Many designers will give a client what they want. It would be best if you strived to do better by giving the client not what they want but what they need. Your psychologist personality can help you with that.

Mediator.

A mediator's job is to facilitate a conversation between two or more people to help them resolve a dispute. A mediator is trained to establish and maintain a safe, confidential, communicative process and help participants reach an agreement independently.

If you've ever had to present a proposal to a committee, I can almost guarantee that your mediator personality was front and centre.

As a mediator, your job is to ensure that all involved parties agree on how a project proceeds. This may involve getting clients to compromises on specific aspects of a project and convincing them to let go of particular ideas. Without this agreement between all parties, any design project will struggle.

It's your job as the designer to ensure that everyone is satisfied. Your mediator personality can help you with that.

Negotiator.

As the mediator, a negotiator's job is to communicate with clients to negotiate and establish sales. All while building positive relationships in the process.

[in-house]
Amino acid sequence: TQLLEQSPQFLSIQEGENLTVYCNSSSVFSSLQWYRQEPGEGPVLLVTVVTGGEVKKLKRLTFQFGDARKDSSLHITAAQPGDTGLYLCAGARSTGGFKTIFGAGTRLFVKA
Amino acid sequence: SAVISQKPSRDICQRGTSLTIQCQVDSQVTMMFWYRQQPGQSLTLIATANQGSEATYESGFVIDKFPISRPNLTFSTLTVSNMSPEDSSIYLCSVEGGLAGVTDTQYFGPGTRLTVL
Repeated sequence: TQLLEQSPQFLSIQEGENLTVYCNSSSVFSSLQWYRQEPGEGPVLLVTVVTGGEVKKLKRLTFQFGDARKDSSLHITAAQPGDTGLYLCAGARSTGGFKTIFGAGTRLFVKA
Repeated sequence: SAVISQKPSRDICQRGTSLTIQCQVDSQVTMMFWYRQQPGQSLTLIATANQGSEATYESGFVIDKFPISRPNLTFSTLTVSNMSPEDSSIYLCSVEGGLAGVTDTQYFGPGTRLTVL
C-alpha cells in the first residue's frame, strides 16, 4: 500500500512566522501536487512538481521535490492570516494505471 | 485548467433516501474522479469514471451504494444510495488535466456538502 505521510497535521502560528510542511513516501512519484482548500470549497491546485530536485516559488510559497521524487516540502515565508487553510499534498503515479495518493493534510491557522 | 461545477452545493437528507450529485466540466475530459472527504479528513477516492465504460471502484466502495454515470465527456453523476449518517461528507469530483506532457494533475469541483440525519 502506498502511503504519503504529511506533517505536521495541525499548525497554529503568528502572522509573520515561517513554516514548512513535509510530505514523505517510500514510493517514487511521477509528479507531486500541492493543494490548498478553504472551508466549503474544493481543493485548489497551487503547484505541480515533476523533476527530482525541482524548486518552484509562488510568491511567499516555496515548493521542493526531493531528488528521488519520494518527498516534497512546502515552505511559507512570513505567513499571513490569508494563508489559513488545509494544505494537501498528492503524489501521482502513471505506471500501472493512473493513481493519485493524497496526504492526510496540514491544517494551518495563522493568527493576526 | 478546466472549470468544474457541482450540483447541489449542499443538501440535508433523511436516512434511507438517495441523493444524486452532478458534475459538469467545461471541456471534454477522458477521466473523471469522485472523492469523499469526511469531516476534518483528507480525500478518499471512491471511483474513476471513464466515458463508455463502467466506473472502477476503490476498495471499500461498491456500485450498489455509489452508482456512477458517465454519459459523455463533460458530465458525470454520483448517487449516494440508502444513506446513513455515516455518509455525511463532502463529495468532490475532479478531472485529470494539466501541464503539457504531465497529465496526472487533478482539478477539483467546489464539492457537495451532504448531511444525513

Your negotiator skills will come in especially handy when pitching larger projects. A client may love your ideas, but not so much the price tag associated with those ideas.

As a negotiator, it's your job to show the client why your proposal is worth the investment on their part. And should the price of a project remain a deciding factor, your negotiating skills will allow you to cut back on details of your proposal in a way that still satisfies the client's needs and, more importantly, meet the client's budget.

Your negotiator personality can help you with that.

Salesperson.